Figure 6
Figure 6
Transient Gata2 expression is required for normal migration of early neuron precursors in the developing SC
Because Gata2 is induced in neuronal precursors as they exit the cell cycle and migrate towards the SC, we used in utero electroporation to test its role in this critical period of dorsal mesencephalic development. Plasmids were injected into the 3rd ventricle at e16 and electrodes were oriented so that DNA was selectively delivered to the dorsal mesencephalon. In this approach, plasmids are electroporated mainly into the neuroprogenitor cells of the VZ which do not express Gata2. These continue to divide or radially migrate out from the VZ where the expressed Gata2 siRNA should diminish synthesis of endogenous Gata2. For most experiments, animals were sacrificed 5 days after electroporation and their brains processed by immunofluorescence for expression of eGFP and other markers.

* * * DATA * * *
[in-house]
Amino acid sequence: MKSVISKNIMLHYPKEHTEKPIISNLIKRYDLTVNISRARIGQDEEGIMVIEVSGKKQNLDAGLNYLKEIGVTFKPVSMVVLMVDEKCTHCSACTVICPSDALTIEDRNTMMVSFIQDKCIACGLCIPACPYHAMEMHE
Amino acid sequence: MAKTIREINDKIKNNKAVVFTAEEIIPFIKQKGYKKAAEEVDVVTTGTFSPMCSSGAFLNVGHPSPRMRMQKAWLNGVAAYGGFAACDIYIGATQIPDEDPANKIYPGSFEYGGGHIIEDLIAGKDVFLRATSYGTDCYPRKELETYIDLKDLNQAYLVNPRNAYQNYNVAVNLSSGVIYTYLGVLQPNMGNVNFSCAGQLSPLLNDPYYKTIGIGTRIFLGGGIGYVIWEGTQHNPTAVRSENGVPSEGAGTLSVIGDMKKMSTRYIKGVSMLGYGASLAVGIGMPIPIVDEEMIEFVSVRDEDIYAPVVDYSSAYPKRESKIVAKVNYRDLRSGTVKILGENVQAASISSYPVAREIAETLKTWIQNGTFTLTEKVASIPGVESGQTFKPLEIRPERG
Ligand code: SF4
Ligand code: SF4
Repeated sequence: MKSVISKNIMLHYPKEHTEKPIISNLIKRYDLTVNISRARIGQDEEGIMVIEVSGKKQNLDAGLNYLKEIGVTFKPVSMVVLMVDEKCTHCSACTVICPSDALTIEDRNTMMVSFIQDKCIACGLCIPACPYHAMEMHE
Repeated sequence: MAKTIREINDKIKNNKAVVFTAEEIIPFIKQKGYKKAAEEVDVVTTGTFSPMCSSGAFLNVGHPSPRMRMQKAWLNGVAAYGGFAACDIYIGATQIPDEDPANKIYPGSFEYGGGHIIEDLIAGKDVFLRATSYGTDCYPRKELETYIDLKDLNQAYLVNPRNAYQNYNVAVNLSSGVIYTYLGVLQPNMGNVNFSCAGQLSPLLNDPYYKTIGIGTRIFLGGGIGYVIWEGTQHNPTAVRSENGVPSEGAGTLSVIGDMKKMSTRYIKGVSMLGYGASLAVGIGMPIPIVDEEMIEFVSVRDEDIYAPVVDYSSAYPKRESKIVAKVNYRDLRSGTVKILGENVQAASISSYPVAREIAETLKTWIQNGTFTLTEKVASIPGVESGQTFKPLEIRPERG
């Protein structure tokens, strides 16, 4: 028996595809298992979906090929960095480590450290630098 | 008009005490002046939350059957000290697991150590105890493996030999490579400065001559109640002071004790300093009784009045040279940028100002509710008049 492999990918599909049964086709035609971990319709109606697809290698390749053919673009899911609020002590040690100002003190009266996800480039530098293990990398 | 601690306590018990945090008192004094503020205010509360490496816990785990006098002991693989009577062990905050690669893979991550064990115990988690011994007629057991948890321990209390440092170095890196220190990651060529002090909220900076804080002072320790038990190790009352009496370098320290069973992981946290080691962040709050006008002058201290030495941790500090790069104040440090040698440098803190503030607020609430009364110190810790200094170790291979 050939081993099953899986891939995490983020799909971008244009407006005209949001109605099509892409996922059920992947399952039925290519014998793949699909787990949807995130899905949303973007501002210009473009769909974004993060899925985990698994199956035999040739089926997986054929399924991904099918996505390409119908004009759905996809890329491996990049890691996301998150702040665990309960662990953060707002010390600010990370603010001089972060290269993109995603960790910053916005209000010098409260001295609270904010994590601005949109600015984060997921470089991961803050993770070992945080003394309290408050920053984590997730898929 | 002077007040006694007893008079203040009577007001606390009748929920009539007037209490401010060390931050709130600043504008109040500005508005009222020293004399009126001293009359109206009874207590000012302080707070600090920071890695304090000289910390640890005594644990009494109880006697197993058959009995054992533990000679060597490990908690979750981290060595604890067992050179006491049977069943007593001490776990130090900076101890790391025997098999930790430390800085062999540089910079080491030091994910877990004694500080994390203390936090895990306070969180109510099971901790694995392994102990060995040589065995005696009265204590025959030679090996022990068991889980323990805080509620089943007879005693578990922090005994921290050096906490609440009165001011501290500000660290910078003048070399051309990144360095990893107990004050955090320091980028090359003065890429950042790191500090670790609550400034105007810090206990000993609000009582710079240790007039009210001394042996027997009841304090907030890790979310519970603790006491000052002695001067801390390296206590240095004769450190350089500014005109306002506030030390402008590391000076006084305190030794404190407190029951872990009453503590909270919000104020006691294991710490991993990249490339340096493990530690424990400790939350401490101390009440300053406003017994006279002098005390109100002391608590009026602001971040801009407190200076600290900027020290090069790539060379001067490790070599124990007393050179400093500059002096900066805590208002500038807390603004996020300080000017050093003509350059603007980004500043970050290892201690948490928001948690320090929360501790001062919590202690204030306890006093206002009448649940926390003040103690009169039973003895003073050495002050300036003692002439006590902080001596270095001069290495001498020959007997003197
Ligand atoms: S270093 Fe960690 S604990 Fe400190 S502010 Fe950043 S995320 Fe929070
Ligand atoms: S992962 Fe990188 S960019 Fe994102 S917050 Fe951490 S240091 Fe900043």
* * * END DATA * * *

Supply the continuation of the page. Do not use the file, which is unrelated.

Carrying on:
As evidence that our shRNAs were effective, counts revealed an approximate 75% decrease in proportion of electroporated cells in the IZ that were positive for endogenous Gata2 after receiving Gata2 shRNA (shControl, 33% Gata2+ vs siGata2-1, 8.3% Gata2+). Even in cells with detectable Gata2 after electroporation with Gata2 shRNA, the signal was markedly reduced (data not shown).